Request PDF on ResearchGate | On Jul 1, , Susanne Schech and others published Ananya Roy, Poverty Capital: Microfinance and the Making of. Poverty Capital: Microfinance and the Making of Development Ananya Roy. Rout – Ananya Roy was inspired to write the book by the large numbers of students. Ananya Roy’s recent book, Poverty Capital: Microfinance and the Making of Development, brilliantly captures a growing global consensus.

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Unlike many other development scholars and practitioners, I have no particular professional relationship with the field of microfinance. They embody the truth that is the Benetton campaign slogan: The dissent ultimately forced this World Bank president to resign, thereby also disrupting the power exerted by the US President over such appointments. In this book, I will argue that the agenda of microfinance is established and controlled in monopolistic fashion by the World Bank and its network of experts.

It was not enough, I felt, to understand poverty at the ground zero of lived experience. The distribution of such capital exerts a structural effect, conferring power over a system of social relations. An emergent global civil society, made up both of NGOs and social movements, was clamoring at the doors of the World Bank, calling foy a prioritization of poverty alleviation. It bears the powerful promise of a model that works, one that can deliver poverty alleviation and the empowerment of women.

It is a struggle that is evident in much of twentieth-century development and within millennial development itself. But such capital flows also include a vast array of microtransactions: Thus at Boulder one hears a great deal about indicators such as PAR caputal other standards of commercial banking.

Poverty Capital: Microfinance and the Making of Development by Ananya Roy

Dichter argues that poverty lending povertu bad social policy, a bad development strategy, and bad business. It is thus that a training conference on microfinance ended with the sur- prising recommendation that Christian evangelicals should eschew microfinance and instead promote church-centered credit and savings associations built around indigenous solidarity groups.


It acpital also essential to make sense of this management of poverty. Take for example, the controversy about Compartamos, a microfinance institution in Mexico. Such relationships outsource the practices of discipline and punish- ment to NGOs, thereby allowing banks to enter frontier markets.

Poverty Capital: Microfinance and the Making of Development

These are, as I have already argued, key questions in liberalism, shaping the trajectory of economies. The model is meant to serve as an alternative to both formal systems of banking that demand collateral and exclude the poor and informal systems of finance that prey on the poor.

At this intersection of business and society, microfinance is an illustration of the power of harnessing the markets to deliver dual returns.

But Smith is also the author of another key text, The Theory of Moral Sentimentsin which he expresses the need for a caring, providing society.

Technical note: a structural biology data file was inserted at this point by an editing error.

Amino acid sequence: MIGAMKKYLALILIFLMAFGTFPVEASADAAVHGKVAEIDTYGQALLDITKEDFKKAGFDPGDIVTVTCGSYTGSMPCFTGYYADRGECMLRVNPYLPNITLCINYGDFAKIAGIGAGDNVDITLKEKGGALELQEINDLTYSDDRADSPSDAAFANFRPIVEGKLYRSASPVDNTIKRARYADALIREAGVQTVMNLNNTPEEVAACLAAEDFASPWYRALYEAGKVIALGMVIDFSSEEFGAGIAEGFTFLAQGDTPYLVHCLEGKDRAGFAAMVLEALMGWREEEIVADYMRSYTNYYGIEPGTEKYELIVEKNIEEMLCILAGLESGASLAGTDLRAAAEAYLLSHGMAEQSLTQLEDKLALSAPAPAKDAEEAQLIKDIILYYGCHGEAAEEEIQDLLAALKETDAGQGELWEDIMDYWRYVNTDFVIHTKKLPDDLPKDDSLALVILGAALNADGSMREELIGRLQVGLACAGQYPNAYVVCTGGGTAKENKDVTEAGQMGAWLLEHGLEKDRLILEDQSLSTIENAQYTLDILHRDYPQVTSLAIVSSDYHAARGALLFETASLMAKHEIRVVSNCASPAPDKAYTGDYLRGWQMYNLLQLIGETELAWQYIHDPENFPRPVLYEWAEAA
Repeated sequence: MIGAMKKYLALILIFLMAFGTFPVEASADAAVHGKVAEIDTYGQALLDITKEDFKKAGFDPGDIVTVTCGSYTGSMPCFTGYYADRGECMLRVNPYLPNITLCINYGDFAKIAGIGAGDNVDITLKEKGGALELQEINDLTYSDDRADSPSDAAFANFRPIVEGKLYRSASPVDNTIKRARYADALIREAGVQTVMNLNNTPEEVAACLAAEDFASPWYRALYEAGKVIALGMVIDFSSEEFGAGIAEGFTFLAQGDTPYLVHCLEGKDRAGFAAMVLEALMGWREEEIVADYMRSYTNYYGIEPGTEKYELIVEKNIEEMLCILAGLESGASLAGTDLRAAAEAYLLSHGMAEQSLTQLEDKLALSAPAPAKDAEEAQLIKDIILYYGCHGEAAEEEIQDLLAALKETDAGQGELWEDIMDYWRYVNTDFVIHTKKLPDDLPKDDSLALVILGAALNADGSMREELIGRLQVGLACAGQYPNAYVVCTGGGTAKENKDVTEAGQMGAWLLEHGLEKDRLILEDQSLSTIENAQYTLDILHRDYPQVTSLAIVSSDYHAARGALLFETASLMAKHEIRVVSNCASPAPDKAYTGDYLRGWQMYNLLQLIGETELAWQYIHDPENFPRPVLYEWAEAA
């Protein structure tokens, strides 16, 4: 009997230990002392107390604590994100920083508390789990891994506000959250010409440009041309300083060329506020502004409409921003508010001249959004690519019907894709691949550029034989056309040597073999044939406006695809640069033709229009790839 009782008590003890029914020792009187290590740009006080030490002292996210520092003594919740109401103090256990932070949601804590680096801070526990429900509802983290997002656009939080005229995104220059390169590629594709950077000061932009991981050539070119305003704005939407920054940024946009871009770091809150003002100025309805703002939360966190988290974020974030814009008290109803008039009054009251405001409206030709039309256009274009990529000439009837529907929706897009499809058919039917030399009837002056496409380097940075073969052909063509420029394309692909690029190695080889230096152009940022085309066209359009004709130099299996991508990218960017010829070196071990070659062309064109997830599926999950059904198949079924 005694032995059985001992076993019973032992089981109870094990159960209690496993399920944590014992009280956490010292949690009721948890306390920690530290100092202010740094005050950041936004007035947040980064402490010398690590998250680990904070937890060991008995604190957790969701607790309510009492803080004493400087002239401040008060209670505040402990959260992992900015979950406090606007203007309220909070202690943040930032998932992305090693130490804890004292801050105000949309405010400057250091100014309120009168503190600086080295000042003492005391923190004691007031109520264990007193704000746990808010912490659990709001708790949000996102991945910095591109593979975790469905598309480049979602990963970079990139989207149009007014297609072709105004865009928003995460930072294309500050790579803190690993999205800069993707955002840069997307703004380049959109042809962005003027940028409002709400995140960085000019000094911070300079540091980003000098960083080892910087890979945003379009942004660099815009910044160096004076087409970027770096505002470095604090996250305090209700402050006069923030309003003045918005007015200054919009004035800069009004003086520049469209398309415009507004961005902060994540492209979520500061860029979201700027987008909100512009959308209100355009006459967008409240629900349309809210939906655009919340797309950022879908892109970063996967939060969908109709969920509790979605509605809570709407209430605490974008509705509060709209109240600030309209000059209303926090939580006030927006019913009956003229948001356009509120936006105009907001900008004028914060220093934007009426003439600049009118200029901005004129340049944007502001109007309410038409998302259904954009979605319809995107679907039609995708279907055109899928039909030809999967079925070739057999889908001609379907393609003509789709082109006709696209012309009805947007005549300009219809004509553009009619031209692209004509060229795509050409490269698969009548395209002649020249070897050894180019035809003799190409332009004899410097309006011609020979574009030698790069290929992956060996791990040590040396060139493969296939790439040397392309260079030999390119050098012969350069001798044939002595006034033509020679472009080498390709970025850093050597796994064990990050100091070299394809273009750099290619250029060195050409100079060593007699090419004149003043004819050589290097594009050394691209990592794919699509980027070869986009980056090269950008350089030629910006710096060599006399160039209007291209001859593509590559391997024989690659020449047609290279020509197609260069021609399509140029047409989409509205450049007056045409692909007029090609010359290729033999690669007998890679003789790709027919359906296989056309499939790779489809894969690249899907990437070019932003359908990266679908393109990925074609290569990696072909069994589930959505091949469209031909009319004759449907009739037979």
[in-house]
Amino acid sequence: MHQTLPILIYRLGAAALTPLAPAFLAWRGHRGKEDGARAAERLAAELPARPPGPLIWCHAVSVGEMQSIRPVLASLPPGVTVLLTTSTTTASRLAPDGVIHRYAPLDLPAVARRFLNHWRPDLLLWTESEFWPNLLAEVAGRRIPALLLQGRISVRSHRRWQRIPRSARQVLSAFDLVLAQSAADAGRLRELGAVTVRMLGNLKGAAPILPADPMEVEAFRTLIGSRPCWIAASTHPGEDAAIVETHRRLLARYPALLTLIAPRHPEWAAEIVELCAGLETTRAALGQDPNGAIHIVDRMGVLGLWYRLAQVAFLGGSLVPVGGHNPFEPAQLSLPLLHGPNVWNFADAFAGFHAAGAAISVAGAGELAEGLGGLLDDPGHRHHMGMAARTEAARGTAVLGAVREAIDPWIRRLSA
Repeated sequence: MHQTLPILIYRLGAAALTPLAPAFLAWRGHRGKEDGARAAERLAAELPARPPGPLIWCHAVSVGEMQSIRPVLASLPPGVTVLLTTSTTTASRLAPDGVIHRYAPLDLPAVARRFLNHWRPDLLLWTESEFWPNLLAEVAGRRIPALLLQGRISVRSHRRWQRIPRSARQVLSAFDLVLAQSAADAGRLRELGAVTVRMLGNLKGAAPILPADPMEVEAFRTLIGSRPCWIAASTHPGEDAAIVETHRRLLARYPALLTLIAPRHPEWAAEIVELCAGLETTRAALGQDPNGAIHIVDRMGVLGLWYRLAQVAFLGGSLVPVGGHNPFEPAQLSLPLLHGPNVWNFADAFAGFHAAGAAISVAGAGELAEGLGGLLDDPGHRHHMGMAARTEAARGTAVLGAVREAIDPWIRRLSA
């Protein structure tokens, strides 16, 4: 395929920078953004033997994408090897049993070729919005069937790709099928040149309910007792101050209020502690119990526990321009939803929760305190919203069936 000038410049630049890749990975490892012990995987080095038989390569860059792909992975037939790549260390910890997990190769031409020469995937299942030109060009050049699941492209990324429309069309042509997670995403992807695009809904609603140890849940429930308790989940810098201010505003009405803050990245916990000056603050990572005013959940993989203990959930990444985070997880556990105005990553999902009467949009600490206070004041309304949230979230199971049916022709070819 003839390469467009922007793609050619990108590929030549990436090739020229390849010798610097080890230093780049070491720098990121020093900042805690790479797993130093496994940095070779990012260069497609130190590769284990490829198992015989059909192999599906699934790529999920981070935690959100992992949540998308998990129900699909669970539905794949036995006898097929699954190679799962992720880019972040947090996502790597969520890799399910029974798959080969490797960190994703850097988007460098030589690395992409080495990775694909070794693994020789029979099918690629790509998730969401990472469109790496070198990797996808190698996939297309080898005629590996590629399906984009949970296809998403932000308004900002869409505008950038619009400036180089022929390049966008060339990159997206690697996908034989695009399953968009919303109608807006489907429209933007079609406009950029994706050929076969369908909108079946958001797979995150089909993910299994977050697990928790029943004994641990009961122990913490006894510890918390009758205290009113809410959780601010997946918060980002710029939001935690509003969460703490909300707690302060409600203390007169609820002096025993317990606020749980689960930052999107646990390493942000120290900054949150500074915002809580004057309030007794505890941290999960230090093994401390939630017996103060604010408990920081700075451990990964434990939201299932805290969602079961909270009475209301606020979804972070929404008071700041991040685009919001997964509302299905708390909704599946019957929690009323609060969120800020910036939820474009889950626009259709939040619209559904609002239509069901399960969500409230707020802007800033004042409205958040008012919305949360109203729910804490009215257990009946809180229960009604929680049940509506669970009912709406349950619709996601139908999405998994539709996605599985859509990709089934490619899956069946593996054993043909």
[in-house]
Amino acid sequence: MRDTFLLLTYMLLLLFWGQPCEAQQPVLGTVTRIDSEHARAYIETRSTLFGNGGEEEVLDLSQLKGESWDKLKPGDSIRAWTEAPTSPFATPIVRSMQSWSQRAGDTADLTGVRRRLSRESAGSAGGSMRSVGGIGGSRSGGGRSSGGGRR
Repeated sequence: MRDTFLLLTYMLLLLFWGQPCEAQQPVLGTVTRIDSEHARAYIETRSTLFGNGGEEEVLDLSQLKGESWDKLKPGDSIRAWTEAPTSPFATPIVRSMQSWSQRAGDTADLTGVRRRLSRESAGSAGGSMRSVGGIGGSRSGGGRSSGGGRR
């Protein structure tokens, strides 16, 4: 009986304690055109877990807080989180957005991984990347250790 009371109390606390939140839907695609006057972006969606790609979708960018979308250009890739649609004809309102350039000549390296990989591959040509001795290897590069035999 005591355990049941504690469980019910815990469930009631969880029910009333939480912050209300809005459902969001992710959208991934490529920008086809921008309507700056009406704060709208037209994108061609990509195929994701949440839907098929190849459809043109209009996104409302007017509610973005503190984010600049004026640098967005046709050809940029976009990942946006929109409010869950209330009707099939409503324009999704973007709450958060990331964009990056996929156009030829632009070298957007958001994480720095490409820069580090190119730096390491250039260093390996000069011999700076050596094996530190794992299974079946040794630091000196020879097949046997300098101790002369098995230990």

Poverty Capital: Microfinance and the Making of Development – Ananya Roy – Google Books

It is the panacea of choice. More recently, in the wake of the global financial crisis, microfinance is being celebrated as the strategy that may yet save capitalism, providing a way to create new markets out of those that business school guru C. For a moment, the Washington consensus on poverty, anchored by institutions such as CGAP, seemed shaky. Three in particular are implicated in the microfinance debates: When and how was this unshakeable certainty about free markets transformed into an awareness of global suffering?

Such issues also seem to have plagued the McNamara Bank. The only reason I stayed at the Bank was McNamara.


Like Serageldin, Wolfensohn was quite directly influenced by the McNamara era. It is a story to which I will return later in this chapter. The issue is how and why at particular historical moments, poverty becomes sharply visible and serves as a lightning rod for social action and change.

It also involves the formation of a parallel apparatus of development. Their research, and friendship, has made possible this analysis of poverty capital. Over the course of four years, from toI conducted over interviews and five life histories with a wide range of actors in the microfinance field, in institutions ranging from the Grameen Bank to CGAP to Deutsche Bank to USAID to Hezbollah, in development agencies, NGOs, foundations, cor- porations, lobbying groups, universities, social movements, and con- gressional offices.

I had to quickly become fluent in the elaborate and sprawling microfinance debates, even while knowing that I had no intention of becoming a microfinance expert. It also consolidated the image of the World Bank as the honest broker, an institution committed to fighting corruption, and one that could act as the keeper of global norms and rules. Their inclusion is made possible by what is perceived to be their inher- ent talents and abilities as entrepreneurs Rankin The democratization of capital also raises a more difficult issue: Interestingly, and as I will show, this industry has been less inclined than its religious counterpart to express existential doubt about the idea of microfinance.

We were severely attacked at the 50 Years is Enough gatherings.

We are no longer a footnote in the financial system of the world.